Study Abroad – a way of escape?

We always hear at the beginning of school vacations, either in the beginning or the middle of the year, news stories about Student Exchange Agencies /Agências de Intercambio.

How much of it is news worthy or “sponsored” by the agencies themselves is hard to tell, but there’s no doubt that the interest for STUDY ABROAD programs keeps growing in Brazil, despite or because of the prolonged economic recession and now stagnation since 2015.

By their numbers

In a market worth US$ 1.2 billion, The Brazilian Educational & Language Travel Association  (Belta) http://www.belta.org.br/ reports that the interest of people to study abroad for periods between 1 month and 2-3 months was up by 20% in 2018 compared with 2017. It calculates that 365,000 people will be traveling abroad on “intercambio” programs (a 30% increase is forecast for 2019 over 2018).

The vast majority of exchange students traditionally were between 16 and 25 years old, but in recent years there has been a growing interest with people up to 40 years, not excluding those older than that. And 80% of the exchange students are female, according to the study “EXCHANGE TOURISM: PROFILES OF THE PARTICIPANTS, MOTIVES AND CONTRIBUTIONS OF THE INTERNATIONAL EXPERIENCE”  (https://siaiap32.univali.br/seer/index.php/rtva/article/viewFile/5116/2681)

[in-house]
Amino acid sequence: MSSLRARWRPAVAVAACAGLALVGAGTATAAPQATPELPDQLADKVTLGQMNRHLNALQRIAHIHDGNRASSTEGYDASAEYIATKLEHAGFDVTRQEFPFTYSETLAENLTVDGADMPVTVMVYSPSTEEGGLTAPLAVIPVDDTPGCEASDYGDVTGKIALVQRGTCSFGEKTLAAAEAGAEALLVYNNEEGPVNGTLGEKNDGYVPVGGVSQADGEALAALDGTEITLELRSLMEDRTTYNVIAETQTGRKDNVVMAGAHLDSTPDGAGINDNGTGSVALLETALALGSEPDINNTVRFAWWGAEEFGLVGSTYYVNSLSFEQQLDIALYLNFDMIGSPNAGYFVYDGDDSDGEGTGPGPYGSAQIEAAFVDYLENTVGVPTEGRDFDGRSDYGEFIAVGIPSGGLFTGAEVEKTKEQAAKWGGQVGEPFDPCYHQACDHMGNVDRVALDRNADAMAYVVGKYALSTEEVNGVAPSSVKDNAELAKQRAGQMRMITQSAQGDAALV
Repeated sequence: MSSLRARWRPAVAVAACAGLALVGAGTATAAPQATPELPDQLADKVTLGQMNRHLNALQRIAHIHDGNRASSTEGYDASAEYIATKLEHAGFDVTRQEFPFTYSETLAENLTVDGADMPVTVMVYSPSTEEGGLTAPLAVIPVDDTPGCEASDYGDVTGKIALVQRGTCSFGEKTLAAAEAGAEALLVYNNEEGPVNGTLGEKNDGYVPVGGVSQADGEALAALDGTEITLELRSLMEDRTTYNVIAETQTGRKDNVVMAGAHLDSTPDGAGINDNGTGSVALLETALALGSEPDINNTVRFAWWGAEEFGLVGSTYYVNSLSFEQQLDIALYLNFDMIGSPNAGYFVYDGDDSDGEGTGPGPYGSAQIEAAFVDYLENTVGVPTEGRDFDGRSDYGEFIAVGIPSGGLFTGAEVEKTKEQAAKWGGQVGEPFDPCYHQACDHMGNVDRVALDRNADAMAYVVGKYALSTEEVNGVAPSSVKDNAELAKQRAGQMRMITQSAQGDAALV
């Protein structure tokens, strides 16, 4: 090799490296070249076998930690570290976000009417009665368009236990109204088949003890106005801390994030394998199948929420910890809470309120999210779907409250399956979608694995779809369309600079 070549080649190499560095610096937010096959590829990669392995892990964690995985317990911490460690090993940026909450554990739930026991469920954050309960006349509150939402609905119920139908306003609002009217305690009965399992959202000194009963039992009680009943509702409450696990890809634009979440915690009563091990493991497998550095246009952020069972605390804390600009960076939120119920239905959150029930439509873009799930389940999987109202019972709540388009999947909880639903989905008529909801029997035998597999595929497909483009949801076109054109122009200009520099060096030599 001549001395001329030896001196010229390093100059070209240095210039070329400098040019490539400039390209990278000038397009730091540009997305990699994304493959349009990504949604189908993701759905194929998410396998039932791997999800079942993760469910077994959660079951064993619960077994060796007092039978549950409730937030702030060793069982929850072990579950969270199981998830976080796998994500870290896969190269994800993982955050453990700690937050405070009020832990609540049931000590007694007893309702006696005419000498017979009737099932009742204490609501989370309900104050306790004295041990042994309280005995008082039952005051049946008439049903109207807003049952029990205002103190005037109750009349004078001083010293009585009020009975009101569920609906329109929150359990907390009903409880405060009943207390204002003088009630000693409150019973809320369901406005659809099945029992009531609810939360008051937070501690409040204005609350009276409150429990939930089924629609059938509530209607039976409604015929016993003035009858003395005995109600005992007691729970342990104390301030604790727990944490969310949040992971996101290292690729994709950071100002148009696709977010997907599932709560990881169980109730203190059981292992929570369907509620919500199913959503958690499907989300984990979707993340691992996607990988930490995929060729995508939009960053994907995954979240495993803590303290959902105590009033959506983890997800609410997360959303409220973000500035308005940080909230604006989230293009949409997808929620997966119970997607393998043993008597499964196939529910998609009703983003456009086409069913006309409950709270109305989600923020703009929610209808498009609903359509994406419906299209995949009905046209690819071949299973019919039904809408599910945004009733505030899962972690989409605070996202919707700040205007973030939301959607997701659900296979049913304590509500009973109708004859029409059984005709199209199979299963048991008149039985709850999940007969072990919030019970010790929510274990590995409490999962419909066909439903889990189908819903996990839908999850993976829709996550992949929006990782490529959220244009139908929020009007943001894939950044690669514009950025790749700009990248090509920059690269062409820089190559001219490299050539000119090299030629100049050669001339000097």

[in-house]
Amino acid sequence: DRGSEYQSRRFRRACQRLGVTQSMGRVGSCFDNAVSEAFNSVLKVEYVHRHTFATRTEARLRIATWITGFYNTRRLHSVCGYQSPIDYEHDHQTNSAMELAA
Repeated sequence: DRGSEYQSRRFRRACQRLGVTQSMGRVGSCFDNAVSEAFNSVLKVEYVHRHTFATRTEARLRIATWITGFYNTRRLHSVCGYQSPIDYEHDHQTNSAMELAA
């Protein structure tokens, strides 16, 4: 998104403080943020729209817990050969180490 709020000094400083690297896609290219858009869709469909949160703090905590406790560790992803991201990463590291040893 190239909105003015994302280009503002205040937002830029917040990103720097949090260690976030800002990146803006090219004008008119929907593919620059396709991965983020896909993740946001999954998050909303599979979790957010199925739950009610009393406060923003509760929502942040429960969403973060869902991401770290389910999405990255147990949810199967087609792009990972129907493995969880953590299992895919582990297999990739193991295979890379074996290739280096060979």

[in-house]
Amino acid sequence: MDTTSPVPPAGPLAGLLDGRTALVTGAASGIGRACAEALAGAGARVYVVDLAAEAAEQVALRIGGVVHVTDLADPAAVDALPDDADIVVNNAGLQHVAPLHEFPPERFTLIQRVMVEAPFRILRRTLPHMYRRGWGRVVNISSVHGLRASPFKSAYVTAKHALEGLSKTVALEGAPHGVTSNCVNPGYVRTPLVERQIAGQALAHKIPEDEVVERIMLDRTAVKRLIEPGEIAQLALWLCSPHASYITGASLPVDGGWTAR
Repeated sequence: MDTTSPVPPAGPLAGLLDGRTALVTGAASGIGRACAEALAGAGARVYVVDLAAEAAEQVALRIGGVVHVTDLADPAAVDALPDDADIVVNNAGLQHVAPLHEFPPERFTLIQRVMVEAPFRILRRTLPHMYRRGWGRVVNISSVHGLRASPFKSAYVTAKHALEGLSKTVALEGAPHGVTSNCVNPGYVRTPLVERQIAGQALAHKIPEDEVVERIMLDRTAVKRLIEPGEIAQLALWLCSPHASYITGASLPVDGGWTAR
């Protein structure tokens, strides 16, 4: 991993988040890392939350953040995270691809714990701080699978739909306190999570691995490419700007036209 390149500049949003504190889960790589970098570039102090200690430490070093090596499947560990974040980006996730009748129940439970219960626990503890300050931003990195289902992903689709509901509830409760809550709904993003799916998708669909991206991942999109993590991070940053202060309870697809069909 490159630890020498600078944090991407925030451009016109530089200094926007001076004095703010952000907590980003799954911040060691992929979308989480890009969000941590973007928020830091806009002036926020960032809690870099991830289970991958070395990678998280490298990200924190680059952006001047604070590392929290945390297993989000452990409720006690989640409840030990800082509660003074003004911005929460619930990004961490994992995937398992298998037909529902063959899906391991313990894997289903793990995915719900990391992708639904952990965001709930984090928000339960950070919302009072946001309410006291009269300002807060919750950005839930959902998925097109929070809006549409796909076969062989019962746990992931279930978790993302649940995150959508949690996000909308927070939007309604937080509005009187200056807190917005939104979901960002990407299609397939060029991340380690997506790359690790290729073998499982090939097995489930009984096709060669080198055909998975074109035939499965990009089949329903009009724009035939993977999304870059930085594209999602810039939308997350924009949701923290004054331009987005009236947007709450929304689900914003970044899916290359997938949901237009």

These short term exchange programs (15 days up to a month) appeal to people who are currently working and will use their vacation days to improve their language skills. They’re using their own vacation time from work (using their own savings or supported by family)

Intercambio photo 8
A quick search for “study English abroad” you’ll get lots of suggestions including “study English in Portugal”. Huh? 

Costs

Of course how much the program will cost will depend whether the student will stay with a local family, rent a studio, share a room in the dorm, which country and city/town they’ll be going to, etc) … but it can start at US$ 1,800 a month (including accommodation and the course). Airfare is usually out of the equation. Intercambio photo 1

Reasons to go 

The main reasons to go on exchange programs are:

  • use vacation time (using their own savings or supported by family) boosted by the feeling “I’m sacrificing my vacations for a good cause”.
  • Have contact with people on the street (sic)
  • Be exposed to the language on TV and other media (as if it wasn’t possible in this day and age in their own home country)
  • work opportunities: many people say know someone who was skipped for a promotion, or missed an opportunity to work abroad, or even lost their job because they lacked English.
  • have fun (not found in the report but most people when asked they’ll say it not as the primary reason – *which I  think is the main reason in many cases, though, wink wink).

Case study
Intercambio photo 6 Rosimar

Rosimar, who is Brazilian,  already speaks Italian and Spanish but wants to study English in Canada in September. She says: